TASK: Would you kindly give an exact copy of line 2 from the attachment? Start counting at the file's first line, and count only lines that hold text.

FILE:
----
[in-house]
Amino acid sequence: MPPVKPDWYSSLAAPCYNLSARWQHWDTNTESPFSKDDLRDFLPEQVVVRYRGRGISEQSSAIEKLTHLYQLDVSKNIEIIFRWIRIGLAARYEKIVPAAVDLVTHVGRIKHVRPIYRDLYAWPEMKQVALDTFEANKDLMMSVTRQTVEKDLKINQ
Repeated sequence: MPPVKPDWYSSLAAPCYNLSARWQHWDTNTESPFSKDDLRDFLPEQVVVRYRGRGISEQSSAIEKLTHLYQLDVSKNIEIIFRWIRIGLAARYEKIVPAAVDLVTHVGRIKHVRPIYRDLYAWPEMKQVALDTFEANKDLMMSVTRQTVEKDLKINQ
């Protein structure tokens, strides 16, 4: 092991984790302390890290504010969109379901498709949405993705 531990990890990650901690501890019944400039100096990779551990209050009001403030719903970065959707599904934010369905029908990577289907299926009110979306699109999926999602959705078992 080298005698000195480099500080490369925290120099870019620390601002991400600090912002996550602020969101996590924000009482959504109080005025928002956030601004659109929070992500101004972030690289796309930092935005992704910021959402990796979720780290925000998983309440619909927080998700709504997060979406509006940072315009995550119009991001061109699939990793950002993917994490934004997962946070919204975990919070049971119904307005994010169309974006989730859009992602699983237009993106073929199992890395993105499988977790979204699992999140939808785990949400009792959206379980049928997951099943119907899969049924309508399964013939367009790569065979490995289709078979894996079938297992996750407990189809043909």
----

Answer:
Amino acid sequence: MPPVKPDWYSSLAAPCYNLSARWQHWDTNTESPFSKDDLRDFLPEQVVVRYRGRGISEQSSAIEKLTHLYQLDVSKNIEIIFRWIRIGLAARYEKIVPAAVDLVTHVGRIKHVRPIYRDLYAWPEMKQVALDTFEANKDLMMSVTRQTVEKDLKINQ